Most crisis communications plans that I see are robust when it comes to controlling the things that companies can control. For example, most plans comprehensively outline escalation rules, crisis team org charts, calling chains, initial holding statements, etc. These are the resources whose applicability can be predicted with relative certainty, regardless of the crisis.
But after your Communications team has gathered the facts, called together the crisis team, and issued the initial response, what do you do next? The short answer is – “a lot.” And while I’ll admit that it’s difficult to plan in advance for every crisis permutation, there are several things that you can do to better prepare yourself for managing the ensuing stakeholder debate and impact on reputation. Here are four strategic activities that I think will help your organization:
(1) Listen to how stakeholder conversations are taking shape. We all know that the world of communications has become increasingly complex in recent years. Gone are the days when organizations had significant control over when news would be released to the masses and how the subsequent conversation would evolve. Now, information flows to stakeholders through their own complex web of influencers.
These principles remain true in a crisis situation, making it critical that companies closely monitor how conversations are taking shape. CEC members can take check out our profile of different Social Media Listening options to see how to improve non-traditional media monitoring.
(2) Prioritize stakeholders who get others to think and behave differently. Despite our best intentions, when confronting a major crisis, most communicators find that there simply is not the bandwidth to engage with and respond to every stakeholder that reaches out to your organization. Communicators are usually over run with requests to fulfill and fires to fight. But if you are effective in your stakeholder listening efforts, you’ll have a pretty good idea of who is talking. Now you need to determine which ones to prioritize.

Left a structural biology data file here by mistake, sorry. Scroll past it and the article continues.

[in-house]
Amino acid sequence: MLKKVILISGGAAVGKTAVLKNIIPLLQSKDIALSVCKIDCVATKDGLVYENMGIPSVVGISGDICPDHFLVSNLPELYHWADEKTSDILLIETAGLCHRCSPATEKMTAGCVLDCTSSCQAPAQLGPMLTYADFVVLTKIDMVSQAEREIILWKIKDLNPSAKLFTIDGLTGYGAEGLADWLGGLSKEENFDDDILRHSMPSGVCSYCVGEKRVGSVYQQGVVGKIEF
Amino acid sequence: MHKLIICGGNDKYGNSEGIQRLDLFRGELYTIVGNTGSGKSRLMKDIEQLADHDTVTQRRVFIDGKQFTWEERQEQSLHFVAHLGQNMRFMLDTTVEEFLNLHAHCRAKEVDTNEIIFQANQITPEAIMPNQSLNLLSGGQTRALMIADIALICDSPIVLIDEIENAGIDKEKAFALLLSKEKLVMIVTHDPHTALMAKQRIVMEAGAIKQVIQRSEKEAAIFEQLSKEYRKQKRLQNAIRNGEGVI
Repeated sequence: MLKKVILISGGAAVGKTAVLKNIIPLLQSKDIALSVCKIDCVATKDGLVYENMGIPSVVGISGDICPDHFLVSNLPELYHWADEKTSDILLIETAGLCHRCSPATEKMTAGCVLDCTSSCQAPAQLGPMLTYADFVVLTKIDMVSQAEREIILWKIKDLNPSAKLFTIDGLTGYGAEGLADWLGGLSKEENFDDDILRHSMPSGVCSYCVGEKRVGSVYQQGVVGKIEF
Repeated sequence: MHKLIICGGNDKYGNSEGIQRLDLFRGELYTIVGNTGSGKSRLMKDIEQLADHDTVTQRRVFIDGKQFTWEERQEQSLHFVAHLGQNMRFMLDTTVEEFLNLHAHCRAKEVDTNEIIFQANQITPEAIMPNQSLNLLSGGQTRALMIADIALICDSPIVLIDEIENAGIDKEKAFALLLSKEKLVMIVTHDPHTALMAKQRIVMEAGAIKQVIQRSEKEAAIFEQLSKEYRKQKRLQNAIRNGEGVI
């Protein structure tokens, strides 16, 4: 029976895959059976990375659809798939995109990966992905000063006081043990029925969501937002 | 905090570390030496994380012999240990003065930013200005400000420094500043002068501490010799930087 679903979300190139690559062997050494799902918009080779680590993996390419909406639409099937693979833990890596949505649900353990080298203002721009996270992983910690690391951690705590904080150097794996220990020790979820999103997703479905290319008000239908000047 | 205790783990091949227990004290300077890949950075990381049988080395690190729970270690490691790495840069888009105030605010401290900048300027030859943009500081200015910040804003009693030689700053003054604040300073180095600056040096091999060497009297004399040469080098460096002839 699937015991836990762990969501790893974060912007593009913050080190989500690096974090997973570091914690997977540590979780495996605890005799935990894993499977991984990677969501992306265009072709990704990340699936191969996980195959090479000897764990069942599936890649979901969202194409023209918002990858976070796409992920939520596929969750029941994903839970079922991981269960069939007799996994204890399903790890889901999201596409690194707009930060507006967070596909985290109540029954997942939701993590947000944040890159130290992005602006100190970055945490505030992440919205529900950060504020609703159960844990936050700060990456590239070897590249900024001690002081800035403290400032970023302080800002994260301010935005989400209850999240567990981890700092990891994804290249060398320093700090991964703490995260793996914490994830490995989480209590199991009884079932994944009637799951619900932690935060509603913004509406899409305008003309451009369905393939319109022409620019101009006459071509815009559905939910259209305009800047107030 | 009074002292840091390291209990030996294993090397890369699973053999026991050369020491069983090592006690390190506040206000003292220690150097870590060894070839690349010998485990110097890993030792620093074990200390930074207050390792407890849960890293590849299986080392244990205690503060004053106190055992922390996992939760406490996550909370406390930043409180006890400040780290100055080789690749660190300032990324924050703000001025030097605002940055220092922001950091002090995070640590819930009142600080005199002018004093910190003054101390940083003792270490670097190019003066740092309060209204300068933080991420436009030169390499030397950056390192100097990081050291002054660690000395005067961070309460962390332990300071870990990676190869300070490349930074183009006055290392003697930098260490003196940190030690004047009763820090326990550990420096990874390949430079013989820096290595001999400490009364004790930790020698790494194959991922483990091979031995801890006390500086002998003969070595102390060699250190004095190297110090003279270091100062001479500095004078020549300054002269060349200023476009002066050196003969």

It might seem obvious to focus efforts on the most influential stakeholders. But how do you define influential? Is it the individuals who are most read/followed by other stakeholders? I would take it one, maybe two, steps further. The most influential stakeholders are those people who get others to think and behave differently. As much as we’d like stakeholders to have a favorable view of our organization, the real damage occurs when people begin making different choices as a result of the crisis.
(3) Respond to conversations where they naturally take place. Conversations are taking place through more channels than ever before. The best companies understand and embrace this trend. They typically respond by using the original channel through which the critique was voiced. This is easier said than done. CEC members can reference our website that is focused on Communicating about Challenging Issues.
(4) Enable others to advocate on your behalf. Though we’d love to think that Communications is serving as the clearinghouse for all information, the reality is that your whole organization is providing information to external stakeholders. Whether it’s a sales representative talking to a customer, a procurement professional speaking with a supplier, or even a frontline employee conversing with a family member conversations are constantly taking place. Rather than trying to figure out how to stop these conversations, Communications should consider how to best enable these employees to make the most of their stakeholder interactions. CEC members can read our profile of Alcoa’s Stakeholder Relations Playbook for equipping the line to engage with stakeholders.
CEC Related Resources:
- Crisis Management: Our Latest Observations
- Building a Crisis Communication System
- Crisis Communication Tools
CEC Related Blogs: